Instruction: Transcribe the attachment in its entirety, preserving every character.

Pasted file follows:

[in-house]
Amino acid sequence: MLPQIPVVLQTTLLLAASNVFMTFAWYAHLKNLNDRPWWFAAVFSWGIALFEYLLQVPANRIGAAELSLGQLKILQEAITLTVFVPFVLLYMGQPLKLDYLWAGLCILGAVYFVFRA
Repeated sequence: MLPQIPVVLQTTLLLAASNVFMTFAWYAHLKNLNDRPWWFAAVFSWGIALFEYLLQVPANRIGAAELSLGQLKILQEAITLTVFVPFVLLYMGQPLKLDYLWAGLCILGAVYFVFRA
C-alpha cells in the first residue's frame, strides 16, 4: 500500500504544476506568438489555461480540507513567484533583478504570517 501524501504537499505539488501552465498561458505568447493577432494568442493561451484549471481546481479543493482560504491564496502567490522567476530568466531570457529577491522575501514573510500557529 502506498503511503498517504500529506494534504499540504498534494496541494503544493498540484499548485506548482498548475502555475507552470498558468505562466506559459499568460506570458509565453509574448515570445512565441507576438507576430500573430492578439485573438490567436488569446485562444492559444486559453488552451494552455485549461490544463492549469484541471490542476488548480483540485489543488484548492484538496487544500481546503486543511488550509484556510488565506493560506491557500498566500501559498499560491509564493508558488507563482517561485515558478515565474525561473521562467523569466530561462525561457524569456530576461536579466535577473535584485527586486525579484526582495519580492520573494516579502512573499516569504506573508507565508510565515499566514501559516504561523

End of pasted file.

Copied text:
[in-house]
Amino acid sequence: MLPQIPVVLQTTLLLAASNVFMTFAWYAHLKNLNDRPWWFAAVFSWGIALFEYLLQVPANRIGAAELSLGQLKILQEAITLTVFVPFVLLYMGQPLKLDYLWAGLCILGAVYFVFRA
Repeated sequence: MLPQIPVVLQTTLLLAASNVFMTFAWYAHLKNLNDRPWWFAAVFSWGIALFEYLLQVPANRIGAAELSLGQLKILQEAITLTVFVPFVLLYMGQPLKLDYLWAGLCILGAVYFVFRA
C-alpha cells in the first residue's frame, strides 16, 4: 500500500504544476506568438489555461480540507513567484533583478504570517 501524501504537499505539488501552465498561458505568447493577432494568442493561451484549471481546481479543493482560504491564496502567490522567476530568466531570457529577491522575501514573510500557529 502506498503511503498517504500529506494534504499540504498534494496541494503544493498540484499548485506548482498548475502555475507552470498558468505562466506559459499568460506570458509565453509574448515570445512565441507576438507576430500573430492578439485573438490567436488569446485562444492559444486559453488552451494552455485549461490544463492549469484541471490542476488548480483540485489543488484548492484538496487544500481546503486543511488550509484556510488565506493560506491557500498566500501559498499560491509564493508558488507563482517561485515558478515565474525561473521562467523569466530561462525561457524569456530576461536579466535577473535584485527586486525579484526582495519580492520573494516579502512573499516569504506573508507565508510565515499566514501559516504561523